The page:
star struck

The incompetence of Sydney’s casino has opened the door for Clubs NSW to get what they want… and that spells trouble.

Australian casinos are peculiar beasts. Some shine like a beacon, attracting an international clientele and offering a level of class and sophistication that most can only dream of. Night clubs, bars, top-end shopping and dining… they have it all.

Some are tacky, gaudy even, but they still trade heavily on the “casino” tag. The casino scene in Australia is still relatively new, remember, and no matter how gaudy or contrived they may be, casinos are still generally seen as something a little exclusive.

And then there’s The Star.

Sydney’s sole casino (formerly Star City) has traditionally been a painful place. Badly designed and poorly run, it was famously described by Jeff Kennett as an “RSL on steroids” and the name rightly stuck. The Star has always been an embarrassment to Sydney, right from the moment it opened.

That was all supposed to change. Star embarked on a massive refurbishment in 2009, and in June last year Tabcorp (who ran the casino) de-merged to create Tabcorp and Echo Entertainment. Echo was made responsible for running and revamping the casino… so they changed the name (to The Star, not much of a change really) and brought in a management team from the US to turn things around.

Well, the events of the past couple of weeks have shown that strategy to be spectacularly unsuccessful. General manager Sid Vaikunta was sacked after two sexual harassment claims against him, and executive Tom Snell was sacked under similar circumstances. One of the women who accused Vaikunta was herself sacked after returning from stress leave. These events on their own would be bad news for the struggling casino; coming as they did only weeks after Star’s five-yearly statutory review was completed, a review that concluded that Star was still fit to hold a casino licence, they’re deadly.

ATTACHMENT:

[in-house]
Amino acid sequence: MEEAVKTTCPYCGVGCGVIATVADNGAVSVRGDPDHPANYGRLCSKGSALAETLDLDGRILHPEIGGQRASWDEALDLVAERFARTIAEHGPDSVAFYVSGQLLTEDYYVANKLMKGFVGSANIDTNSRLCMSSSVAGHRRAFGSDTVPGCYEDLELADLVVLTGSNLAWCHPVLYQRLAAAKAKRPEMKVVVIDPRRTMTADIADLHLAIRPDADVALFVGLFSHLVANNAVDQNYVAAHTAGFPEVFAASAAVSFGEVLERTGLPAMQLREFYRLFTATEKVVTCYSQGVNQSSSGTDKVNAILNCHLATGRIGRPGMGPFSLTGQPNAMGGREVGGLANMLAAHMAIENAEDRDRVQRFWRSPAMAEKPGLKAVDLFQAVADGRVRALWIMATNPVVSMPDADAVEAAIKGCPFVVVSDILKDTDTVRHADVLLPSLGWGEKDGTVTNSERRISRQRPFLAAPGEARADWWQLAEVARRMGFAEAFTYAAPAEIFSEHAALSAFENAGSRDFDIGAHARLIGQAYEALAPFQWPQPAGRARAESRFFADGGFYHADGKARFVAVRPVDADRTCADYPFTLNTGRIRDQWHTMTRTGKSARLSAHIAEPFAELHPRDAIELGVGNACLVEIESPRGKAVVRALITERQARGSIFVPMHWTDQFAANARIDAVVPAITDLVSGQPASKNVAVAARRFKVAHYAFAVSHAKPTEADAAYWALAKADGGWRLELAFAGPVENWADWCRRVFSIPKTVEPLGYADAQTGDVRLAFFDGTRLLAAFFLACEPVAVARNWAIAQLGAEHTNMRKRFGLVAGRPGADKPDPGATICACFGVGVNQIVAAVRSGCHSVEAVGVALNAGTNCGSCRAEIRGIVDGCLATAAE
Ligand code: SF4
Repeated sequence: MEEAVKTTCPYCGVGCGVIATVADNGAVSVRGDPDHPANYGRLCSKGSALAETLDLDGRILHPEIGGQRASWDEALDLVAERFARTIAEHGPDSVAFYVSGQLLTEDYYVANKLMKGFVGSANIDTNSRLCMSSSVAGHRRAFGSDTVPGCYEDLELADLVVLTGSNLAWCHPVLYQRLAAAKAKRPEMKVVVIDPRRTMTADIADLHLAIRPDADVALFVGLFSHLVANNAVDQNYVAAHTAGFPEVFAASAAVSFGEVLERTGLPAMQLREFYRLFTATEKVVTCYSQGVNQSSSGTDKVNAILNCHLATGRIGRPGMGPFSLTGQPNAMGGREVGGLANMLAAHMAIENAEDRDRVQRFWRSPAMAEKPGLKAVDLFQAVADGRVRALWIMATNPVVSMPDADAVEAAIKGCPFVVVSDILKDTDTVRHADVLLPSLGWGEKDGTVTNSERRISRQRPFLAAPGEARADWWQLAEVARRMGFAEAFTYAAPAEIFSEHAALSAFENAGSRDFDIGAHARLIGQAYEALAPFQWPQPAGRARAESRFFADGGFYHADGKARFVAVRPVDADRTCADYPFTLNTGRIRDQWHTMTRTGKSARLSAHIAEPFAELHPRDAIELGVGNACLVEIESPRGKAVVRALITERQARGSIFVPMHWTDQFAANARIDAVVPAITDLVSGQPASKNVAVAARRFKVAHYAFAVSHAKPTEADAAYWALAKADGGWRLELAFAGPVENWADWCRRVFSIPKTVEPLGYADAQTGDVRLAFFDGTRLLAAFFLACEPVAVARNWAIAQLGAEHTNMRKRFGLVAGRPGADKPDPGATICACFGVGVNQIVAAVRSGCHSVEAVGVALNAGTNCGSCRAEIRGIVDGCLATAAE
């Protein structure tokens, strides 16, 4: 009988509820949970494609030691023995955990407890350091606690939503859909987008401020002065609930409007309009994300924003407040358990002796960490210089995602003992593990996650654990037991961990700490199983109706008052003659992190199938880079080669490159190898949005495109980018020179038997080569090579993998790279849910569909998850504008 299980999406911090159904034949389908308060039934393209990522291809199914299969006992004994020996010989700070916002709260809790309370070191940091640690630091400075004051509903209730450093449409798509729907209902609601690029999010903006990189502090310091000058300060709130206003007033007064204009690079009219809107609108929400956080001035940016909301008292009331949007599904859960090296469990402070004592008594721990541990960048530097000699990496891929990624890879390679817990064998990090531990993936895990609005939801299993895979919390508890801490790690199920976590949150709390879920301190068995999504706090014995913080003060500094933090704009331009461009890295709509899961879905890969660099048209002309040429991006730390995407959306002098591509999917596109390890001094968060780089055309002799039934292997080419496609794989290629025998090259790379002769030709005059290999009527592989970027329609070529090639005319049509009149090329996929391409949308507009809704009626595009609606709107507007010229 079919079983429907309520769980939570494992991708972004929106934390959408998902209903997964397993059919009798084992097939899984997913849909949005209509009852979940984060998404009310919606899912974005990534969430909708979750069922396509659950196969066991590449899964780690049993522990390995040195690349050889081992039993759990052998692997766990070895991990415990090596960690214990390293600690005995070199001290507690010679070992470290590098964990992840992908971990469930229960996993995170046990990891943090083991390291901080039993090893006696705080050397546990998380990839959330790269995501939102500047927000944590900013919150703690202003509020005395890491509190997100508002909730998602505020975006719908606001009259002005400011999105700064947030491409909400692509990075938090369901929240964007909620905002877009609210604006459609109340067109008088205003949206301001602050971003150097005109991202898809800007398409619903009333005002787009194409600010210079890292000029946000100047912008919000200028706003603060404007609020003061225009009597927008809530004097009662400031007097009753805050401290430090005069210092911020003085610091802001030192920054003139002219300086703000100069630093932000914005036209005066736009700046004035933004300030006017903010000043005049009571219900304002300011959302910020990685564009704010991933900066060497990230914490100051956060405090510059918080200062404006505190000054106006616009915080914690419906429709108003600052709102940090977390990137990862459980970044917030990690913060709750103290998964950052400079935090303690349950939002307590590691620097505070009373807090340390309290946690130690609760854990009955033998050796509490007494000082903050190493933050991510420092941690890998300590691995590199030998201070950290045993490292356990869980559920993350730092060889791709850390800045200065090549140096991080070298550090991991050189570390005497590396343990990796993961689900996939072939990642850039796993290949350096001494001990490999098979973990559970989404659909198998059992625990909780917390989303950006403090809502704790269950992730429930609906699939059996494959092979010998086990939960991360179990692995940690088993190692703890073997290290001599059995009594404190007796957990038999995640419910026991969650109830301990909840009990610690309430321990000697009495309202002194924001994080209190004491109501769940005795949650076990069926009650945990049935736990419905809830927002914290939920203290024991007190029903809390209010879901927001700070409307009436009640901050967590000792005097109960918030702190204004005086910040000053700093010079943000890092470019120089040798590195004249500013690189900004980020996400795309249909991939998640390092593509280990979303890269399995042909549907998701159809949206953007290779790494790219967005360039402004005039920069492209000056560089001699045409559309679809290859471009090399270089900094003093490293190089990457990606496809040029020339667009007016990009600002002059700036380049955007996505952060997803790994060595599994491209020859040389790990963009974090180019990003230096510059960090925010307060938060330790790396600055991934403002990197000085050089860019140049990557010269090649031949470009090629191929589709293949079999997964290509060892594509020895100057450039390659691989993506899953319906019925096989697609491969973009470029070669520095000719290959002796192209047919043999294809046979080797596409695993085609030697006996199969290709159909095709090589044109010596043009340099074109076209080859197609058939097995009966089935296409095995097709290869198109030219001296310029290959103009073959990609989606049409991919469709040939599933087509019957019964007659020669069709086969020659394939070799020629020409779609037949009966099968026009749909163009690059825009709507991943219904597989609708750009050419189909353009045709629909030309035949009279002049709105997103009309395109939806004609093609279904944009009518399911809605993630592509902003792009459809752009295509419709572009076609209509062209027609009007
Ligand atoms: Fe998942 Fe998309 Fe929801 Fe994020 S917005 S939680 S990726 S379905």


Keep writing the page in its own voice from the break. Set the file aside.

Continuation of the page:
I’ve seen the final report from the review, which was conducted by Gail Furness SC. It’s a comprehensive review that found problems with the casino’s culture, and plenty of evidence of money laundering, and alcohol/drug abuse… and despite finding Star fit to continue, Furness made no less than seventeen recommendations for changes to the way the place was run.

I won’t delve too deeply into this story; it’s been prime fodder for the Sydney newspapers for weeks, and shows no sign of abating. But with the critical review, followed by the sexual harassment claims, the sackings and the suggestion that Star may have misled the review about their own investigations, Star are in a world or trouble. Add to this the fact that a new inquiry has been announced to investigate this sad state of affairs, and it’s fair to say that the NSW government has Star over a barrel. They are going to have to jump through a serious number of hoops to stay open.

Hold that thought… and let’s turn our attention to the clubs.

There’s one thing that NSW’s clubs have in common with Australian casinos, apart from a proliferation of poker machines, and that is multi-terminal gaming machines (MTGMs). The concept with MTGMs is that there is a central game, such as automated roulette or electronic blackjack, and a number of terminals attached to it which people can play.

MTGMs can be found in most Australian casinos. They’re classified as table games, not poker machines, and allow casinos to offer many more games without the inconvenience of hiring more staff to run them.

But they’re also found in NSW clubs. Step inside some of the biggest clubs (such as St John’s Park Bowling Club in Fairfield, made infamous recently by their late-night money raffles) and you can play roulette, blackjack and so on to your heart’s content.

The clubs wouldn’t be able to operate MTGMs if they were table games, as these are restricted to casinos. So in NSW they are classified as poker machines for the clubs industry. The situation is the same in Victoria, although there are no longer any MTGMs operating outside of Crown (and the VCGLR has confirmed that this won’t change).

How’s that for a double standard? As table games, they don’t count against Star’s poker machine limit… but as poker machines, clubs are allowed to operate them. Go figure.

The problem with table games is that whatever you call them, they are casino games. They have a $100 maximum bet (unlike the $10 maximum bet on poker machines in NSW) and they wouldn’t be able to take pre-commitment technology (mandatory or voluntary) in the same fashion as pokies. The capacity to lose huge sums of money in MTGMs is staggering.